Baleen…what it really is…and lots of Close Encounters

Our weekend of whale watching was wonderful (sorry for the alliteration). Highlights included Friday’s Breakfast with the Whales, where we saw 7 whales and one breach in the distance. We also found a huge pod of Spinner Dolphins travelling south towards Keawaiki. That evening, guests aboard our Champagne Sunset Sail were delighted to see two Humpbacks just as the sun was setting…and they even breached for us. On Saturday’s Breakfast with the Whales, we saw 4 whales…two of them appeared to be juveniles (based on their sizes), and like kids of every species, they were pretty curious about their surroundings. Luckily for us, they approached us twice! On our 10:00 Whale Watch from Kawaihae we saw 5 Humpbacks and lots of Spinner Dolphins. On Sunday’s Breakfast with the Whales, Ryan, our on board naturalist reports 2 whales just south of Anaeho’omalu, chasing each other around. At one point they swam right under the boat and then stayed near us for about 15 minutes. They swam away…but turned back and gave us another close encounter. Guests had a similar experience on our 10:00 Whale Watch when 3 whales swam right under our boat. They were close enough to the surface that we could see their outlines perfectly. We ended the weekend with 4 whales on our Whales and Cocktails Cruise. These 4 did swim by closely enough that we could see the barnacles on their flukes!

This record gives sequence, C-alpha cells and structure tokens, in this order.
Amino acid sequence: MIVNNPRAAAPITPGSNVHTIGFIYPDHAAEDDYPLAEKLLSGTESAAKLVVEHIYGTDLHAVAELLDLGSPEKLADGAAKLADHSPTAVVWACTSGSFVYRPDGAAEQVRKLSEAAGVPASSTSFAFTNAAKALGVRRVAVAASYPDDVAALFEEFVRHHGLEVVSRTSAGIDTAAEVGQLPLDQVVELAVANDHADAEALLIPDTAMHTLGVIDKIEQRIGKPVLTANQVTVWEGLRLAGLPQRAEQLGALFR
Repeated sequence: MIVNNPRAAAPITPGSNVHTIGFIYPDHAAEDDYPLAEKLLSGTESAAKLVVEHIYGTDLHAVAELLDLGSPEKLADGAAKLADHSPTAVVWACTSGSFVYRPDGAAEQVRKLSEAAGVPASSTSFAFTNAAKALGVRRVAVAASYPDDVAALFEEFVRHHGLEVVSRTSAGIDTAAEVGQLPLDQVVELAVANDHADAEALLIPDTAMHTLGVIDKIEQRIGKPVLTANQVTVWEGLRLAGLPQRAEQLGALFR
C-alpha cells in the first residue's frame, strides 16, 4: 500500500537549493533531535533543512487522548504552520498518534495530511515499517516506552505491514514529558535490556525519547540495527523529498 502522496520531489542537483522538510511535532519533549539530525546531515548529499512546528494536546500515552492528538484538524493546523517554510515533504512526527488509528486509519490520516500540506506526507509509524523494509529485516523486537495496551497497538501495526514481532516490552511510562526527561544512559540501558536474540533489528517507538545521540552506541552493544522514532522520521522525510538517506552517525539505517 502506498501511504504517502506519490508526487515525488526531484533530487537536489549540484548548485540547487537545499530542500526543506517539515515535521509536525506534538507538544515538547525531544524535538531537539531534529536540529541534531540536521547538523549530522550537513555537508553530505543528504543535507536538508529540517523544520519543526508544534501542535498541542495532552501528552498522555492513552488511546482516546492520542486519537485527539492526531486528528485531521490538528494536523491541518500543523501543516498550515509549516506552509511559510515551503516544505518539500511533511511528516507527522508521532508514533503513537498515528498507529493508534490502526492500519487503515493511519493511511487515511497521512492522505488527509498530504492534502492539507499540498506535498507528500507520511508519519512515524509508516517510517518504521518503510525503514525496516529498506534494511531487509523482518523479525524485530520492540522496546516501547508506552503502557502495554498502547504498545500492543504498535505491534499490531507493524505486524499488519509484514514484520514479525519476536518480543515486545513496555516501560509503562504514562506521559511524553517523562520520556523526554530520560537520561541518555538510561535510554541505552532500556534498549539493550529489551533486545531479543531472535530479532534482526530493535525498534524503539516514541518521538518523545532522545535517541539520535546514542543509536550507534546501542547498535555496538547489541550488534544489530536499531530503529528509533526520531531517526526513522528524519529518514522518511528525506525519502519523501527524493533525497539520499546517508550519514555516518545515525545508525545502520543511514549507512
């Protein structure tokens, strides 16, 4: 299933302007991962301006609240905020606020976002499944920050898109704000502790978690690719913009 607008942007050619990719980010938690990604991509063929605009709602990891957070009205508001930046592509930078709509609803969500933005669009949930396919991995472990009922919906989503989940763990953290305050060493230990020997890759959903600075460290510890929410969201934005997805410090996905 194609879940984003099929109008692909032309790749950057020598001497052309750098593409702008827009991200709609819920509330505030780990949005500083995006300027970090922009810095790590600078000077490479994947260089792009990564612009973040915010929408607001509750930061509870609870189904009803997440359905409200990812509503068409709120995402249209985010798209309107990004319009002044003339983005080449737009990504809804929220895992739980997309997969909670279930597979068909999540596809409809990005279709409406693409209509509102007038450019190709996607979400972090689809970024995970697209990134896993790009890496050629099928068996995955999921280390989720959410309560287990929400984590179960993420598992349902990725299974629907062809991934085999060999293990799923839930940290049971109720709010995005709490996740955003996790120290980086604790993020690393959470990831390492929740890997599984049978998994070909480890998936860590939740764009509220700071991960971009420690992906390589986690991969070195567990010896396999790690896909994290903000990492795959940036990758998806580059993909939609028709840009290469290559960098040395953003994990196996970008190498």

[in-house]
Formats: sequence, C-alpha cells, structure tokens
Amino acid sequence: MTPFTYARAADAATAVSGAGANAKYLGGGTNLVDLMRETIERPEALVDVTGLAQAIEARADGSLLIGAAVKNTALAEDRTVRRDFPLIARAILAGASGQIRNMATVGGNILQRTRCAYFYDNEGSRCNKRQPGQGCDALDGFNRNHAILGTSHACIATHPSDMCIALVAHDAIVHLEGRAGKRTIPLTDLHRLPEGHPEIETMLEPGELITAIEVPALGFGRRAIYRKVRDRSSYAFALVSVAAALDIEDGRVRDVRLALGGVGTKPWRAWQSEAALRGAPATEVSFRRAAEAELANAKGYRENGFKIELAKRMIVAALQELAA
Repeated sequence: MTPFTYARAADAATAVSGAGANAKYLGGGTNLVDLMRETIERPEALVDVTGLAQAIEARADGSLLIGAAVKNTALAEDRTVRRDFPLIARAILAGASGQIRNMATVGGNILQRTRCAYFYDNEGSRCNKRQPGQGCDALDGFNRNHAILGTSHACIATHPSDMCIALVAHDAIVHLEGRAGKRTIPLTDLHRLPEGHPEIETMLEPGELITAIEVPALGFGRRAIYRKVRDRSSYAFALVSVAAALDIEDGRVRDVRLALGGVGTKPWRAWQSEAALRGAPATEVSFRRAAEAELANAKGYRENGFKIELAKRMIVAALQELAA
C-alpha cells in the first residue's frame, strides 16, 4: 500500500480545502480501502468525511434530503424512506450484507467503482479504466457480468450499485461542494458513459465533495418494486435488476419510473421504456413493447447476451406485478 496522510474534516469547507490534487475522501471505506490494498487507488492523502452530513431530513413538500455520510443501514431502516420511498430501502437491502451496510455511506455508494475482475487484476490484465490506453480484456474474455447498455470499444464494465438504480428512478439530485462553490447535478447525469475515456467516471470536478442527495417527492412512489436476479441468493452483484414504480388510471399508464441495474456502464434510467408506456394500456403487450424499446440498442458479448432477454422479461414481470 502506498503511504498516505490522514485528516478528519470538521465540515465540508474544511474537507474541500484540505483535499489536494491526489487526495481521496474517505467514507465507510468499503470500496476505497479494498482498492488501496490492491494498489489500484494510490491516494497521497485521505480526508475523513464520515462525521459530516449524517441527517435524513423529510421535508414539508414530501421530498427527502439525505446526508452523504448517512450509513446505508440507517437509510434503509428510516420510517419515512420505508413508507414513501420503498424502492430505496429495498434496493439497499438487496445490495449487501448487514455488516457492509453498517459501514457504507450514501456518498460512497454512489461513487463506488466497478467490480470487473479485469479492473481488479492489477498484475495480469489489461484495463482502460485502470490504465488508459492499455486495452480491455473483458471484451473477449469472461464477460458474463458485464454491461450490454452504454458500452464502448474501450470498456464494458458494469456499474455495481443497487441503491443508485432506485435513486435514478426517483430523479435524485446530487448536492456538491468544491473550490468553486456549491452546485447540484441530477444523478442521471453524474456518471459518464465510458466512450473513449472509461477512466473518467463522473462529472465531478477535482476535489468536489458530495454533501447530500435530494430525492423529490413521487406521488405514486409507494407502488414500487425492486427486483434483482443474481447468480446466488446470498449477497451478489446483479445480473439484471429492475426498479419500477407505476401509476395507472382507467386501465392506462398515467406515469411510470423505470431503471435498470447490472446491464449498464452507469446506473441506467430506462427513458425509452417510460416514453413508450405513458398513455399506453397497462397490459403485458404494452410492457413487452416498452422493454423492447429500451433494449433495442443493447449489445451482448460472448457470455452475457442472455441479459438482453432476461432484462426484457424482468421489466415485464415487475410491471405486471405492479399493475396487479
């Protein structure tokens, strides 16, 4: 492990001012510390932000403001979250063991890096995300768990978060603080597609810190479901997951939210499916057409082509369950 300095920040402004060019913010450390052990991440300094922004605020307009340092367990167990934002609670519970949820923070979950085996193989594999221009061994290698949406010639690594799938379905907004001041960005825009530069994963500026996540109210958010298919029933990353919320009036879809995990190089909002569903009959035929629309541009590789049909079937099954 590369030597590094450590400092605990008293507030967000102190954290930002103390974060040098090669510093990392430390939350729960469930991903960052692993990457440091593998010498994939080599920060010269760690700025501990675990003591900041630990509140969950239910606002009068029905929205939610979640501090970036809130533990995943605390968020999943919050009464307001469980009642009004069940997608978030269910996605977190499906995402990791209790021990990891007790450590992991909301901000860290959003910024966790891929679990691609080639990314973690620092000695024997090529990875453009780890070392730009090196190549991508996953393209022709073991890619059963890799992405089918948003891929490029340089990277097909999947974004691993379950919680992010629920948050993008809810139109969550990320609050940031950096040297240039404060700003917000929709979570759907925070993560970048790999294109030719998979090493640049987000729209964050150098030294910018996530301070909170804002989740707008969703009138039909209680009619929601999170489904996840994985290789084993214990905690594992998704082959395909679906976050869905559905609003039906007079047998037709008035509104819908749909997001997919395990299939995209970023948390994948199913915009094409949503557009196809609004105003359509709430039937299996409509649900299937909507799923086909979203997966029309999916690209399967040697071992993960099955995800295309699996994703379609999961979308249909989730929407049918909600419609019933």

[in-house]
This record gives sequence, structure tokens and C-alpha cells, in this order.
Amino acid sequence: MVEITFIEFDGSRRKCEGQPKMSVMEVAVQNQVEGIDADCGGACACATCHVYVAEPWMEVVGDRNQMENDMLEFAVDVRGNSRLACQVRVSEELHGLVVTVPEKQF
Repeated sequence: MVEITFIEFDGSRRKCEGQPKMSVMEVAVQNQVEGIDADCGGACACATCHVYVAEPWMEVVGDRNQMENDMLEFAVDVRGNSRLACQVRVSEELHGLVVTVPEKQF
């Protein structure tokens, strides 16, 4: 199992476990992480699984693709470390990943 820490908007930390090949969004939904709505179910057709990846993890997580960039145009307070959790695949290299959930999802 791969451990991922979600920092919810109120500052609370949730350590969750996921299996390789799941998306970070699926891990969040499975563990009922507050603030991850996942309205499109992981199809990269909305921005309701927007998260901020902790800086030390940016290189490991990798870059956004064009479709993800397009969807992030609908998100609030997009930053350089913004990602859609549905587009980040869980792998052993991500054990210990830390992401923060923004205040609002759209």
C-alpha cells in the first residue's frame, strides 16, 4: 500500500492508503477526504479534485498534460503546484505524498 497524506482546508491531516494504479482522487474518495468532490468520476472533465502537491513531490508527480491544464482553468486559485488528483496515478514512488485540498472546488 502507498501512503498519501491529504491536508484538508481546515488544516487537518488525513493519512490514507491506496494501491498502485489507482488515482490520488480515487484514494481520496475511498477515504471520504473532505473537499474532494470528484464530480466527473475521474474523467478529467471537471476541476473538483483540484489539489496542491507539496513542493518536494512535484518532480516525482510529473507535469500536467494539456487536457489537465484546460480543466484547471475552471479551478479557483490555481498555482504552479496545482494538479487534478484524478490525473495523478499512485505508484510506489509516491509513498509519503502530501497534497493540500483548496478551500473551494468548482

Join Ocean Sports on any of our 3 daily Whale Watch Cruises. Call (808)886-6666 ext. 103 or visit to reserve your adventure today.
Captain Claire’s Humpback Whale Fact of the Day: Humpback Whales don’t have teeth —they have approximately 270 – 400 pairs of baleen plates hanging from the top palate of their mouths ranging in length from a foot to about 3 feet long. Where the baleen is attached to the palate, it feels like a horse’s hoof — but it fringes out to form dense mats allowing the whale to “strain the soup of the ocean” when feeding.

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